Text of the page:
taxes reflect the consolidated group's activity. At December 31, 2017, we have tax net operating loss carryforwards of $361.9 million for U.S. federal income tax purposes and, under the Internal Revenue Code, we may carry forward these net operating losses in certain circumstances to offset any current and future taxable income and thus reduce our federal income tax liability, subject to certain requirements and restrictions. If GCI experiences an “ownership change,” as defined in Section 382 of the Internal Revenue Code and related Treasury regulations at a time when its market capitalization is below a certain level, our ability to use the net operating loss carryforwards could be substantially limited. This limit could impact the timing of the usage of the net operating loss carryforwards, thus accelerating cash tax payments or causing net operating loss carryforwards to expire prior to their use, which could affect the ultimate realization of that deferred tax asset.

Concerns about health/safety risks associated with wireless equipment may reduce the demand for our wireless services.

We do not manufacture devices or other equipment sold by us, and we depend on our suppliers to provide defect-free and safe equipment. Suppliers are required by applicable law to manufacture their devices to meet certain governmentally imposed safety criteria. However, even if the devices we sell meet the regulatory safety criteria, we could be held liable with the equipment manufacturers and suppliers for any harm caused by products we sell if such products are later found to have design or manufacturing defects. We cannot guarantee that we will be fully protected against all losses associated with a product that is found to be defective.

Portable communications devices have been alleged to pose health risks, including cancer, due to radio frequency emissions from these devices.  Purported class actions and other lawsuits have been filed from time to time against other wireless companies seeking not only damages but also remedies that could increase the cost of doing business.  We cannot be sure of the outcome of any such cases or that the industry will not be adversely affected by litigation of this nature or public perception about health risks.  The actual or perceived risk of mobile communications devices could adversely affect us through a reduction in subscribers.  Further research and studies are ongoing, with no linkage between health risks and mobile phone use established to date by a credible public source.  However, we cannot be sure that additional studies will not demonstrate a link between radio frequency emissions and health concerns.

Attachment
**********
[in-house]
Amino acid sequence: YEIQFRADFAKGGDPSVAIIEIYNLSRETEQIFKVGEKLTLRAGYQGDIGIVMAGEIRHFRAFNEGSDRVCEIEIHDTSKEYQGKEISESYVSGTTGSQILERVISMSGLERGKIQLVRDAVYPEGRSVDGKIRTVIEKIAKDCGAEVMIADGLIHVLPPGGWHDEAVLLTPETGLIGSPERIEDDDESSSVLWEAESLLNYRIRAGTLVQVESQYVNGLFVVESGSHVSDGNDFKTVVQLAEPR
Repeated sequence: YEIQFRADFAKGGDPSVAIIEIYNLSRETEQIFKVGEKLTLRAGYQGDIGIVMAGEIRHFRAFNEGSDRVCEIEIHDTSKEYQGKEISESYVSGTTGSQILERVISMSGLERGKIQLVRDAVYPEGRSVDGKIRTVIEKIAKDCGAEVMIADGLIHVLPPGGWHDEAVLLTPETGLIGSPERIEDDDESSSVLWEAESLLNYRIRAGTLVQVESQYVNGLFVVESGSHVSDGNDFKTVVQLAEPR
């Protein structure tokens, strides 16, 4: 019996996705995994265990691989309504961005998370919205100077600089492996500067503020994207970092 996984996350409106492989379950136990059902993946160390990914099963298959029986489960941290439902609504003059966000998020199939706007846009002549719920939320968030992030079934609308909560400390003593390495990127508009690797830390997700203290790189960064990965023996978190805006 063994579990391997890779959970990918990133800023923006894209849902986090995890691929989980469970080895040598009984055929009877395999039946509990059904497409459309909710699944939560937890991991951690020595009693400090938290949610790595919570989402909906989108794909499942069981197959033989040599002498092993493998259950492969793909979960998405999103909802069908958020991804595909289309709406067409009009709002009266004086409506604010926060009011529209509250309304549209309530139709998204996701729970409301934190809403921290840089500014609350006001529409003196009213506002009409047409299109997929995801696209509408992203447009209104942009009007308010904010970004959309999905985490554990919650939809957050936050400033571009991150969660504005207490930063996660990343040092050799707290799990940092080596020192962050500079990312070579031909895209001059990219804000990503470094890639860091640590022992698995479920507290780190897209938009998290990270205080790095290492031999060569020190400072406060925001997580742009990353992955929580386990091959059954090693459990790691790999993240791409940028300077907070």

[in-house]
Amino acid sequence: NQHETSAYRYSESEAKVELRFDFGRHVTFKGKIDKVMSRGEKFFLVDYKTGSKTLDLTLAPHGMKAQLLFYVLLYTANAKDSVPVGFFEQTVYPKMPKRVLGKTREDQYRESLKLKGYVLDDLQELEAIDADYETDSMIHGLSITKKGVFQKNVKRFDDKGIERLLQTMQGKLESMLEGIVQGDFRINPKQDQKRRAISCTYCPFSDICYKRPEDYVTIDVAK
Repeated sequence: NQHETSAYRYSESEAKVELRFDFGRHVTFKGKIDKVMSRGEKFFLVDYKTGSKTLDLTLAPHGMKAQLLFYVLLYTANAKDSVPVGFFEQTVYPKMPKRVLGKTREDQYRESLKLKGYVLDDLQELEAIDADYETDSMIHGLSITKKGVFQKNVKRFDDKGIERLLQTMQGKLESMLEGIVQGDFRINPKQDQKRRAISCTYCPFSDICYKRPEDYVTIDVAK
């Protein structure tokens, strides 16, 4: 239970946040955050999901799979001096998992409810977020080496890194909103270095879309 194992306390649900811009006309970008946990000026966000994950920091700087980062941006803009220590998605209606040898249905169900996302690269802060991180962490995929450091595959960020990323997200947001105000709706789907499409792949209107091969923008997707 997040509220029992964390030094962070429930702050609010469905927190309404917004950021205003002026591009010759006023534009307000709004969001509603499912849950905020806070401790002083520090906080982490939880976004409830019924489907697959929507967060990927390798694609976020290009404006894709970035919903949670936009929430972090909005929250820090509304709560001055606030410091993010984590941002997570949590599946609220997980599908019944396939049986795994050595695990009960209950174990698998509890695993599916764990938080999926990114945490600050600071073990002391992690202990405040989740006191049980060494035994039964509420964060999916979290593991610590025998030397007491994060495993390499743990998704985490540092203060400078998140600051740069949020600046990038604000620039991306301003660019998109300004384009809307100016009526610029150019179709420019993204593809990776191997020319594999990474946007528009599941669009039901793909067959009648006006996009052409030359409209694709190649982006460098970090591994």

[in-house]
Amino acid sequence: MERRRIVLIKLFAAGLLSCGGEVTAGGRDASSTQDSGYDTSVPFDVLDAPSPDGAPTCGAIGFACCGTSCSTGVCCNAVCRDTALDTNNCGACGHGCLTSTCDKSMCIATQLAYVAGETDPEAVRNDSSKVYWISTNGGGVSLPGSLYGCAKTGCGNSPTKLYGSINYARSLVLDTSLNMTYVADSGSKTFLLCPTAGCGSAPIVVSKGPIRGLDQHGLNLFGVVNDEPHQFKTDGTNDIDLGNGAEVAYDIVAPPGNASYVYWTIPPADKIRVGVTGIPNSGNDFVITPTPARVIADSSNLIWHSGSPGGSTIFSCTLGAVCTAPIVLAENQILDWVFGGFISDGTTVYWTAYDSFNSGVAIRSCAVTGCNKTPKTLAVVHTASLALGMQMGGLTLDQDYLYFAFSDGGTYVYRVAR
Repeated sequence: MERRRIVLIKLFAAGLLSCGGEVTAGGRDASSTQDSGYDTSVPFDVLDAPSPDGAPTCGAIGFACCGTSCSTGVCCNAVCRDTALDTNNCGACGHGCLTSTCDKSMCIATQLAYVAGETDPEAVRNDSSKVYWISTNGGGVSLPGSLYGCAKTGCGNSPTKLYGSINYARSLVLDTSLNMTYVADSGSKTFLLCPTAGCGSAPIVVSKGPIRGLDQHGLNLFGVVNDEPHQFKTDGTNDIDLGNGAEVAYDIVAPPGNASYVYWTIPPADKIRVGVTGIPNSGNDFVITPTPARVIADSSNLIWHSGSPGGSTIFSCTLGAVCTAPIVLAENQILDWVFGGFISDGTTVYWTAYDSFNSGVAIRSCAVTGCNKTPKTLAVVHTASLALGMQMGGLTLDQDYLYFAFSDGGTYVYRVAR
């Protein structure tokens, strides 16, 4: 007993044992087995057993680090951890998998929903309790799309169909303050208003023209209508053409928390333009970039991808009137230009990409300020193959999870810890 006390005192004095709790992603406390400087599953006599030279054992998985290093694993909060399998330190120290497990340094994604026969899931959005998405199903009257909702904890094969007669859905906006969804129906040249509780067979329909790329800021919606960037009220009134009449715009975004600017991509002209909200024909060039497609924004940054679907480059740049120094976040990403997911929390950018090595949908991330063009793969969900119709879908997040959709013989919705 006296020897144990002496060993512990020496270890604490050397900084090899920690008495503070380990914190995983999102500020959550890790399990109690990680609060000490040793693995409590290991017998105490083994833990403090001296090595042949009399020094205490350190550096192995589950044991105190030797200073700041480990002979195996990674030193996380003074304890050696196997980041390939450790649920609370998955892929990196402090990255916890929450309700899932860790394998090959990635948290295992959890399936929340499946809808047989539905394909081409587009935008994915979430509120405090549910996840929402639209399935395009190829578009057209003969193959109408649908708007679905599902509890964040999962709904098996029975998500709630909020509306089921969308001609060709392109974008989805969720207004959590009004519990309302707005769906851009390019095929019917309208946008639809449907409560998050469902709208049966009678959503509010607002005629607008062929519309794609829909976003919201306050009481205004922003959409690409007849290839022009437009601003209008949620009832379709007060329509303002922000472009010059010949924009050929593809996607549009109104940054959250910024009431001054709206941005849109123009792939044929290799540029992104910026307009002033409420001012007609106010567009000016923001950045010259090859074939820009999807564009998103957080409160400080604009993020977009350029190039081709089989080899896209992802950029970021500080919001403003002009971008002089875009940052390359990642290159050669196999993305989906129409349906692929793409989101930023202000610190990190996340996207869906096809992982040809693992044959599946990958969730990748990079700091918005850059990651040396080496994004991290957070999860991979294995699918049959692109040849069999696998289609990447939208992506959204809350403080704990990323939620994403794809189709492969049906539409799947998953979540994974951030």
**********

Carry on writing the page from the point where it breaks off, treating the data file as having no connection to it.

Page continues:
Additionally, there are safety risks associated with the use of wireless devices while operating vehicles or equipment. Concerns over any of these risks and the effect of any legislation, rules or regulations that have been and may be adopted in response to these risks could limit our ability to sell our wireless services.

A significant percentage of GCI's voting securities are owned by a small number of shareholders and these shareholders can control shareholder decisions on very important matters.

As of December 31, 2017, GCI's executive officers and directors and their affiliates owned 15% of its combined outstanding common stock, representing 25% of the combined voting power of that stock.  These shareholders can significantly influence, if not control, our management policy and all fundamental corporate actions, including mergers, substantial acquisitions and dispositions, and election of directors to GCI's Board.


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We expect to incur significant costs and expenses in connection with the Transactions.

We expect to incur certain nonrecurring costs in connection with the consummation of the Transactions contemplated by the Reorganization Agreement, including advisory, legal and other transaction costs. A majority of these costs have already been incurred or will be incurred regardless of whether the Transactions are completed. While many of the expenses that will be incurred, by their nature, are difficult to estimate accurately at the present time, we continue to assess the magnitude of these costs, and additional unanticipated costs may be incurred in connection with the Transactions. Although we expect that the realization of benefits related to the Transactions will offset such costs and expenses over time, no assurances can be made that this net benefit will be achieved in the near term, or at all.

Additionally, the inputs that impact the estimate of value of our derivative stock appreciation rights have been impacted and may continue to be impacted by the Transactions with Liberty which could adversely affect our financial position or results of operations.

The announcement and pendency of the Transactions could divert the attention of management and cause disruptions in our business, which could have an adverse effect on our business and financial results.

Liberty and GCI are unaffiliated companies that are currently operated independently of each other. Our management may be required to divert a disproportionate amount of attention away from their respective day-to-day activities and operations, and devote time and effort to consummating the Transactions. The risks, and adverse effects, of such disruptions and diversions could be exacerbated by a delay in the completion of the Transactions. These factors could adversely affect our financial position or results of operations, regardless of whether the Transactions are completed.